Russian armoured vehicles to roll on single platform
Russia is the first to be switching to a uniform combat platform in three major types of ground vehicles, which will presumably make them easier and cheaper to build and maintain, while their modular design will allow to develop different systems, depending on their purpose. The first platforms of this kind of modular design will be produced in two to three years.
Russia’s Defense Ministry has approved the design of a new heavy crawler platform for the Russian armed forces, says Major General Alexander Shevchenko, Chief of General Tank Automotive Directorate. The development of “perspective technologies” for the Russian military is now going through a major transformation. And what comes out of this can forever change the country’s army.
“Standardization can simplify both the maintenance and combat application of the military hardware, increase modularity in its design, including possible usage of versatiletarget modules on chassis to meet different objectives. All platforms have the so-called “open architecture” avionics to make it easier to add new systems,” says Viktor Murakhovsky, an expert on armoured vehicles. “Different hardware complexes can be built on the basis of a single sighting-system node by adjusting the number of various observation channels to create a system for a combat, reconnaissance or a command vehicle.”
A new versatile armoured platform, “Armata,” is expected to “set to rights” the Russian armoured forces, plagued by chassis and components of every stripe. The most popular tank, the T-72, and its upgrade, the T-90, will be revamped to stay in the Russian army, except for its first-line units , which are to be equipped with the cutting-edge “Armata” by 2015 to 2025. But the T-90 won’t disappear for good as its recent modification, known as the T-90S, is in fact set to keep its export market. It was announced that the T-90S will make its reappearance at the upcoming Defexpo-2012 show in India.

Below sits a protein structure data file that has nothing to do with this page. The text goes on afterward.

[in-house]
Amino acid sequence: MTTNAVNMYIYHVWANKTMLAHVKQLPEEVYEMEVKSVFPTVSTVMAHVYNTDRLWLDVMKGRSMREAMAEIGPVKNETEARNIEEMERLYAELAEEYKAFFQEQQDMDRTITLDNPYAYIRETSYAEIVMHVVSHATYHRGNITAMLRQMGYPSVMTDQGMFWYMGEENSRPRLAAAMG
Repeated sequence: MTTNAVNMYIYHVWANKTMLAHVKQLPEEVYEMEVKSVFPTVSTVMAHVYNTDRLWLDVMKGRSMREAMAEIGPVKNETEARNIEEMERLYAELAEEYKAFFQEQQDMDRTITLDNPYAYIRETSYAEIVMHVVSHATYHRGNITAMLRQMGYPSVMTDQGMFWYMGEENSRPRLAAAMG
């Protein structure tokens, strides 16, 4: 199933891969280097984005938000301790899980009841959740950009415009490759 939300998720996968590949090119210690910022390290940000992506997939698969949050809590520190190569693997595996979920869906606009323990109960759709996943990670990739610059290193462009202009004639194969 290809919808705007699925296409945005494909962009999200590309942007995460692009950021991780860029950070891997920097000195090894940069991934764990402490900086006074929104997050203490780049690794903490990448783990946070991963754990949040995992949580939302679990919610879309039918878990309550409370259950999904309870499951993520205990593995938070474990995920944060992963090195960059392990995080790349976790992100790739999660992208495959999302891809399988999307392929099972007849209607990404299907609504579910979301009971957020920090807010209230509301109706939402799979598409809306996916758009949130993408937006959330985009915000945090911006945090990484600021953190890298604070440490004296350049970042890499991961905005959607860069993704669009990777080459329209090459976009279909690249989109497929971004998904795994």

The Russian armed forces will have as many as four versatile base platforms: the “Armata” crawler platform for heavy tanks, infantry fighting vehicles and other types of motorized infantry brigades weighing up to 65 tons. Among other projects are the “Kurganets-25” medium crawler platform in the 25-ton range and two wheeled platforms – a medium 25-ton and a light 10-ton platform of the “Bumerang” family.
The idea to build modular-design platforms was up in the air for quite a while. The collapse of the Soviet Union crippled the production of already existing hardware and stalled its further development. The West was the next in line to dip its toes in this water, with the American line of the “Stryker” wheeled combat vehicles and a whole family of Medium Tactical Vehicles (FMTV) clearly coming off the charts.
Still, no Western army ever considered bringing all vehicles of all weight classes onto a single, unified platform. The US tried to grapple with this task in its modernization program called Future Combat Systems (FCS), which was cancelled after over-ambitious plans of the US military command to outfit its vesicles with cutting-edge equipment threatened to drain its funds.
Russia had it easier, having had to learn from the FCS example, which proved that any sweeping modernization can only bust the budget. In this sense, Russian armoured vehicles, which are capable of employing both the existing equipment and systems that are still under development, have much more chances to come off the blueprints and into reality.